• Kombu: Inspired by Michio Kushi and the macrobiotic community in Boston, Jane Teas, Ph.D., a researcher at Harvard University, and her colleagues found that kombu, a thick green seaweed that is a part of the regular macrobiotic way of eating, protected against breast cancer in laboratory studies. The study was reported in Cancer Research in 1984.[33]
  • Shiitake Mushrooms: Japanese scientists at the National Cancer Center Research Institute reported in Cancer Research that shiitake mushrooms had a strong anti-tumor effect. In experiments with mice, polysaccharide preparations from various natural sources, including the common shiitake mushroom available in Tokyo, markedly inhibited the growth of induced sarcomas resulting in “almost complete regression of tumors with no sign of toxicity.”[34]
  • Umeboshi Plums: Umeboshi, an aged, salted, pickled plum and staple in macrobiotic cooking, contain a substance that can suppress the growth of the H1N1 virus, researchers at the Wakayama Medical University in Japan reported. When applied to the affected cells, the growth of the virus was suppressed by roughly 90 percent after about seven hours. Ume-Sho-Bancha and Ume-Sho-Kuzu medicinal drinks are two of the main macrobiotic home remedies for preventing or relieving influenza and other infectious conditions.[35]
  • Agar agar: Kanten, the traditional Japanese gelatin, made from agar-agar seaweed and an important part of the macrobiotic way of eating, is a key food to reduce obesity and chronic disease. In a 2005 study of 76 overweight patients given a balanced weight-loss diet, scientists reported in the Journal of Diabetes, Obesity, and Metabolism that those given a small serving of kanten before their dinner lost 4.4 percent of their body weight over 12 weeks compared to 2.2 percent by controls.[36]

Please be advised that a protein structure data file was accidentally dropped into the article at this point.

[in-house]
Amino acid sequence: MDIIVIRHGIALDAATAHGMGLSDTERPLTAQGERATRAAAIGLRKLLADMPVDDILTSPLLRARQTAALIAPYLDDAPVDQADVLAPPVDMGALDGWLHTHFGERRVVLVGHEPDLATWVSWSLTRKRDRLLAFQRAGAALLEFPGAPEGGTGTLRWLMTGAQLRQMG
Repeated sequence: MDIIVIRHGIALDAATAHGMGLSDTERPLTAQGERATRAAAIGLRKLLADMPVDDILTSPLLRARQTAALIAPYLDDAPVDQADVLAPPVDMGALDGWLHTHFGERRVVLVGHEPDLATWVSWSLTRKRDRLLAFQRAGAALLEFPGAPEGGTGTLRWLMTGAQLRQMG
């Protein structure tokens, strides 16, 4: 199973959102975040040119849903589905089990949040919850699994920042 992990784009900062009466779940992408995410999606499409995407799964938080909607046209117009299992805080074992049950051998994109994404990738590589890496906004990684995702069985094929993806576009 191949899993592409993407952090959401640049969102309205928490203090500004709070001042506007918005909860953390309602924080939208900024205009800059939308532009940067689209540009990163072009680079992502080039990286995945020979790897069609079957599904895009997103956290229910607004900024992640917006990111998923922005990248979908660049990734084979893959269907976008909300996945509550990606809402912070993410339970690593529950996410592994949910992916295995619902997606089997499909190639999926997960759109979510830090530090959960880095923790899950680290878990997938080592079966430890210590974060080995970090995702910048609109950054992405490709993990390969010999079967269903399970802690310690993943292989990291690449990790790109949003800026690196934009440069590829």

• Natto: In a 2006 study published in the Journal of Nutrition on the effect of consuming natto on bone density, scientists found that total hipbone mineral density increased with increasing habitual natto intake in postmenopausal women. There was also improvement at the femoral neck and at the radius in older women.[37]
  • Brown Rice: Researchers from the Harvard School of Public Health (HSPH) reported in the British Medical Journal in 2012 that eating five or more servings of white rice per week was associated with an increased risk of type 2 diabetes. In contrast, eating two or more servings of brown rice per week was associated with a lower risk of the disease. The researchers estimated that replacing 50 grams of white rice (just one third of a typical daily serving) with the same amount of brown rice would lower risk of type 2 diabetes by 16%. The same replacement with other whole grains, such as whole wheat and barley, was associated with a 36% reduced risk.[38]

© 2022 by Planetary Health, Inc.

Future Studies

Continuing research on the macrobiotic diet is being carried out on diabetic patients by educator Mario Pianesi in Italy and on women at high risk for cancer by the DIANA project at the Tumor Institute of Milan. Planetary Health Institute, a nonprofit educational organization, has been approved by the IRB of Berkshire Medical Center, the largest hospital in western Massachusetts, to undertake a macrobiotic dietary intervention study on patients with Type 2 diabetes.


Alex Jack